Thanks to John in Ottawa for this very insightful comment:
Canada is a vast country and the “correction” will be different in one market to the next. Markets that are two to three standard deviations from the historic trend line should expect prices to revert to the mean. That is going to feel like a collapse to those affected.
It is important that we not lose sight of Canadian’s debt to GDP ratio. It is on par with that of the US at the peak of their housing bubble. Americans were using their homes as ATMs, through the so-called “wealth effect.” With stagnant incomes and so much to buy, credit card debt was being consolidated into mortgages at a stunning rate.
Americans had a huge incentive to consolidate into mortgage debt due to mortgage interest tax deductibility, something we don’t have. That does not mean that the same thing isn’t happening here. Last year 20% of Canadian mortgage holders refinanced or took out HELOCS, to the tune of $42,000 on average, and the majority used the money to “pay down debt.” Taking on debt to pay down debt is just another term for consolidation.
While house prices are rising, it may seem safe to indulge in credit card debt with the assurance that the credit cards, with their 18% to 24% interest charges can be dealt with through the house ATM. But there is a trap. What happens when the credit cards have been maxed out again, but the ATM is closed because house values have peaked, even if the peak looks, for a time, like a plateau?
Clearly, the spending stops! Consumption stops and saving becomes paramount. To an economist, saving and paying down debt are the same thing. In the US, the savings rate went from negative to positive in a hurry. Debt has been shrinking dramatically in the US in the Finance, Business, and Household sectors at a dramatic rate. The only thing propping up the US economy is the offsetting increase in Government spending (through debt financing). Negative real interest rates and record low mortgage rates in the US have not enticed the private sector to borrow and consume.
It has been shown that the rate of change in savings/consumption has a dramatic impact on aggregate demand, that is as the private sector’s psychology changes from taking on more debt to saving, or debt reduction, aggregate demand plunges. In the US, it plunged further and any time in recorded history, including the Great Depression. Nothing the Government or the Fed has done has managed to do more than put a bandage on this gushing wound.
As aggregate demand plunges, unemployment surges. The unemployment depth and breath has increased dramatically in the US in recent recessions. The current unemployment recession is the longest and most dramatic since the Great Depression. For many Americans, it is a Great Depression.
It is difficult, actually impossible, for me to believe that Canadian’s can somehow manage to bridge a deep drop in aggregate demand, similar to the drop in the US, and somehow simply maintain, or plateau, our housing prices. The inability to go the the home ATM will dramatically affect the psychology of the wealth effect and Canadians, like our American cousins, will begin to save. The construction industry will come to a screaming halt and unemployment will rise further.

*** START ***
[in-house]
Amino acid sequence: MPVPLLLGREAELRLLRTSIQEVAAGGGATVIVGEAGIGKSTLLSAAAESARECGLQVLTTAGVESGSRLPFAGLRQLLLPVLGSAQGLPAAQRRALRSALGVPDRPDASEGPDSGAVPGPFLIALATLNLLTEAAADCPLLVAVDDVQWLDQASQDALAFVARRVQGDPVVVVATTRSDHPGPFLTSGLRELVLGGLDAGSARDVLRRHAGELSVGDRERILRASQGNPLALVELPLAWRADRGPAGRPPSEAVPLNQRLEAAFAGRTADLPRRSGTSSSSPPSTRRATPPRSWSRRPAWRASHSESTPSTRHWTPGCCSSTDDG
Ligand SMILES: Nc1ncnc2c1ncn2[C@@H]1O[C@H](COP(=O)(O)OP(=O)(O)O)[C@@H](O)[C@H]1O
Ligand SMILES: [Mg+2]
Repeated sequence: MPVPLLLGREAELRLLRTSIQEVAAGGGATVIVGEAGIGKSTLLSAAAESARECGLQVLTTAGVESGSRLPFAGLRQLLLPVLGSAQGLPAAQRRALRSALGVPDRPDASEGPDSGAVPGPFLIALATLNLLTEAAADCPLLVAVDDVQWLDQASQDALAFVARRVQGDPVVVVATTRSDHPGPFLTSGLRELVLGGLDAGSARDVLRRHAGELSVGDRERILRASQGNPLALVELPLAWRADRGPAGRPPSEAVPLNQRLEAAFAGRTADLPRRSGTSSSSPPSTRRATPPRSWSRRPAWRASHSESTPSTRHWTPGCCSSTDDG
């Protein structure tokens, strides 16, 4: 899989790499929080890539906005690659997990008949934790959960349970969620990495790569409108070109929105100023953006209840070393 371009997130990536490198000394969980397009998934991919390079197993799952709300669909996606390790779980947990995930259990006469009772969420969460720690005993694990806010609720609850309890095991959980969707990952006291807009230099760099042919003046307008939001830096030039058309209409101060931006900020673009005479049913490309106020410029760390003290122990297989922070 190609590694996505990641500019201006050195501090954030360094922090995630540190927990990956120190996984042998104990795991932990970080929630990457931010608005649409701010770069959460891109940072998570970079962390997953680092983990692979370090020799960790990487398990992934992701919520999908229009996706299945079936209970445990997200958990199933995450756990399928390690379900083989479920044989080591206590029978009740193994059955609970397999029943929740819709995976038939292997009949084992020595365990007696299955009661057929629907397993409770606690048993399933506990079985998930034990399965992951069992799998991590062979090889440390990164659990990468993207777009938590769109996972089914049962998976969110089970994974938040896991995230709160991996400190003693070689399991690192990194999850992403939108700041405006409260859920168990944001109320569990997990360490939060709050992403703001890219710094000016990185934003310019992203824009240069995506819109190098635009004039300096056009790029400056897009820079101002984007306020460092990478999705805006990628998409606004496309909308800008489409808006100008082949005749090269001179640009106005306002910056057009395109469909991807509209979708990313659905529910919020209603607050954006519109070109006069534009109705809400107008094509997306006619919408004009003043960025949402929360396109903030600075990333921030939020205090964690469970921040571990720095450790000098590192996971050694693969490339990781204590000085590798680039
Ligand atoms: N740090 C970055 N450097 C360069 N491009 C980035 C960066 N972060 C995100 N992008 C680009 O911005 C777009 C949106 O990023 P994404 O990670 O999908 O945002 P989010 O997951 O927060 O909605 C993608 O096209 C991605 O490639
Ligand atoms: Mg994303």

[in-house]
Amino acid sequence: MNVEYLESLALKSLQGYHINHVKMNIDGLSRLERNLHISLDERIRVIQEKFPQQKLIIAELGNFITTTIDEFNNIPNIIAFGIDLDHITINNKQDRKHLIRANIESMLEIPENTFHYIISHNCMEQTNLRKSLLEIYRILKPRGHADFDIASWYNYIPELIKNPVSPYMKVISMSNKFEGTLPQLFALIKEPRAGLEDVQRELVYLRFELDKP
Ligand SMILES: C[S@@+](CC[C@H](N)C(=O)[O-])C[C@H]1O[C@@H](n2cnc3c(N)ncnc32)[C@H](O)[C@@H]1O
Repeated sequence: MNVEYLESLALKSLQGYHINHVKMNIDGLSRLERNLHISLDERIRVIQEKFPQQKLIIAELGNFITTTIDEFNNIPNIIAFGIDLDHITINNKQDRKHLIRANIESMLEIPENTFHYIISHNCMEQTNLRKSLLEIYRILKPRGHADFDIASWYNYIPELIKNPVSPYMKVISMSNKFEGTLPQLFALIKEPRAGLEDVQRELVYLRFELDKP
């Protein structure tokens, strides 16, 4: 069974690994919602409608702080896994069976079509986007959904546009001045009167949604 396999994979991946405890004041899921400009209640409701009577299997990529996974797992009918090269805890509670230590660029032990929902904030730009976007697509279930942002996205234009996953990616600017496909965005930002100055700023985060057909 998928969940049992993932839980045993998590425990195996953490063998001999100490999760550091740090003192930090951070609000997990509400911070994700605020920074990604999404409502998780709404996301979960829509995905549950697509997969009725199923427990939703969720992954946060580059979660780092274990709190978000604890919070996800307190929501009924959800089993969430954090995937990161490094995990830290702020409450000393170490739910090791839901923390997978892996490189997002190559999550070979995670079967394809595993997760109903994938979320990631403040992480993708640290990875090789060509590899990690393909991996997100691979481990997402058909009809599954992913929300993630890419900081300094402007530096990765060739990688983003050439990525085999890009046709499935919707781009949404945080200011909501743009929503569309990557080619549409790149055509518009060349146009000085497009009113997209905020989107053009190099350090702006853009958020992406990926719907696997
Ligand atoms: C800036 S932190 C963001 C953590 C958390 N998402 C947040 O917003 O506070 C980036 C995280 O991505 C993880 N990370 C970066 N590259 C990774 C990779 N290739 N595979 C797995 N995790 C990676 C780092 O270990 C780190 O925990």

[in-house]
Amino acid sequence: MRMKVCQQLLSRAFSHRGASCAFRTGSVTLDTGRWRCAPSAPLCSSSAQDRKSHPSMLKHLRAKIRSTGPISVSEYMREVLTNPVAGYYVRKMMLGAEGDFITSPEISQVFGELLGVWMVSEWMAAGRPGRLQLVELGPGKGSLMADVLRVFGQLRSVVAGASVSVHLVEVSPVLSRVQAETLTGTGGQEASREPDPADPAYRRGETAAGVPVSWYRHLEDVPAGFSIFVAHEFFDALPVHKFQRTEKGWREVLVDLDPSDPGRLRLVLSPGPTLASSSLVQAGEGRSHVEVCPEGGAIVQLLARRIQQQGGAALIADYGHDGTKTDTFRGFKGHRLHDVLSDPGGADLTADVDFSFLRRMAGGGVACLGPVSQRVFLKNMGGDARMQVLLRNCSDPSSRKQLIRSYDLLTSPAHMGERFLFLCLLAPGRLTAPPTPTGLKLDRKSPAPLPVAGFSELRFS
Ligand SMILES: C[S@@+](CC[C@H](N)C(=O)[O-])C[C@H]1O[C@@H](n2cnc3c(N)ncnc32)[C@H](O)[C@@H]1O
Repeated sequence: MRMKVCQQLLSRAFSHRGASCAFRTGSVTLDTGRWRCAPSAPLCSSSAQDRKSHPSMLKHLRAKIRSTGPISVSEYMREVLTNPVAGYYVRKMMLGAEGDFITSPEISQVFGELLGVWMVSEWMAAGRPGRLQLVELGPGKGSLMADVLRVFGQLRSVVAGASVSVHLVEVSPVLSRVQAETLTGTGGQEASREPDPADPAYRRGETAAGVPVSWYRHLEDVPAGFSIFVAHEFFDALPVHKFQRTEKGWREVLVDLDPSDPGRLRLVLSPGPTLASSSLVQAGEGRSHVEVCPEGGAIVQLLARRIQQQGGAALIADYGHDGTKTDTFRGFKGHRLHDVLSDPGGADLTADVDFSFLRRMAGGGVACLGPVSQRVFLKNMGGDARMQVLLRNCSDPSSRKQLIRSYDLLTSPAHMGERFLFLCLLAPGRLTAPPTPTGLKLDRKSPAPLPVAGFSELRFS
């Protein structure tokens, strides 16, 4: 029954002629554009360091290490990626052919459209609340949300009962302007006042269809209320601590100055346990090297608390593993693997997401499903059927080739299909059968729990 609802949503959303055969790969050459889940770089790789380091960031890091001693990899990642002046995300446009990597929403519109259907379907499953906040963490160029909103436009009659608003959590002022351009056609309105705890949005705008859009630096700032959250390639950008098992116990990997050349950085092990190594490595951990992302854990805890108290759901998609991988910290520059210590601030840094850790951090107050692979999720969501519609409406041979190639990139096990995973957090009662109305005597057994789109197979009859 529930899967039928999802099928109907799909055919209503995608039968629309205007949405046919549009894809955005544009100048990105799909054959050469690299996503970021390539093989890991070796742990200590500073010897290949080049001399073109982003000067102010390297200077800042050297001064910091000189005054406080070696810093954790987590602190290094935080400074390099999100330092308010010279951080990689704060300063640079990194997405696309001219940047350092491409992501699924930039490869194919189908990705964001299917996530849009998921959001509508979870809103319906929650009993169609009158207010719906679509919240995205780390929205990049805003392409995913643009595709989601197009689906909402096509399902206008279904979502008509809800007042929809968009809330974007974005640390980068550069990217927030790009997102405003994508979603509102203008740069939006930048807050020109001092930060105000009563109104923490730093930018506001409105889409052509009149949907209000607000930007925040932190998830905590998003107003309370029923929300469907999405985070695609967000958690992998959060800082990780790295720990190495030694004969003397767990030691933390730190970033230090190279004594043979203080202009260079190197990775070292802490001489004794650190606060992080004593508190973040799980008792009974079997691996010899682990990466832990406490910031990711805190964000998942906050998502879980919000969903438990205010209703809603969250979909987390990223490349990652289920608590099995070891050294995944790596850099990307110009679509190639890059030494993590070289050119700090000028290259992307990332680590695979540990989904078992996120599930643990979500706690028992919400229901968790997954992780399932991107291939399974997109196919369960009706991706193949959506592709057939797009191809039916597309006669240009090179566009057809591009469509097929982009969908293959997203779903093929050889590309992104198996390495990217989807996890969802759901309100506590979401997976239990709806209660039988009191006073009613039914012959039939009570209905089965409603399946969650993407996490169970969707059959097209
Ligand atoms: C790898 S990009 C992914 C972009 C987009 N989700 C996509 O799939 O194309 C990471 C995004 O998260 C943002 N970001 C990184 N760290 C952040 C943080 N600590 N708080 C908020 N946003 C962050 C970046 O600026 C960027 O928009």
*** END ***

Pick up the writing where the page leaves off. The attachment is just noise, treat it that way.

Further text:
Considering interest rates, we don’t have all the tools available to us that the US has available to them. We are not the reserve currency. We don’t have China and the Middle East (Saudi Arabia) covering our backs, let alone the Federal Reserve. The US government can take on virtually unlimited debt and engage in quantitative easing to control bond rates (with varying degrees of success). We can’t. Being the reserve currency has its privileges.
We have to consider ourselves more in terms of European nations. Our debt levels, in their various forms, are not dissimilar to those of Ireland and Spain. The Bank of Canada is unlikely, in my view, to raise rates again soon. However, we do not have the luxury of assuming that bond vigilantes will not turn their sights on us. But Ireland has the German tax payers to bail them out. Who bails us out. At the slightest sign of weakness, Canada’s long term borrowing costs, which directly affect five year mortgage rates (think five year ARM), could increase dramatically, far beyond the 2.5% threshold that Canadians are considered able to endure. Just this week the TD bank raised it’s mortgage rate by 25 basis points in reaction to the short term rise in US interest rates.
QE II is designed to reduce long term interest rates. The TD bank knows this and is clever enough to know that the recent rise in rates is most likely simply a very short term artifact of front running the Fed and won’t last. Is the TD bank feeling a bit sensitive, perhaps a bit exposed?
This is a rather long comment and I apologize for that. I thank those who took the time to read it through. The bottom line is simple. Yes, our banks may be on a fairly solid footing, but Canadians aren’t. We are exposed to a very high debt load, a continuing world wide financial crisis, a capricious commodities market, and, in many markets, a dramatic housing bubble.
Our federal government does not have the fiscal and policy tools to continuously bail us all out in a manner similar to the US. Can you imagine Harper extending unemployment benefits to 99 weeks or the Bank of Canada buying up $125B of mortgages? No other country’s tax payers will bail us out except through the IMF with the resulting forfeiture of fiscal sovereignty. Canadians will begin to save (pay down debt) again and GDP will plunge. If you, personally, want a “soft landing” you had better make sure you have a good parachute.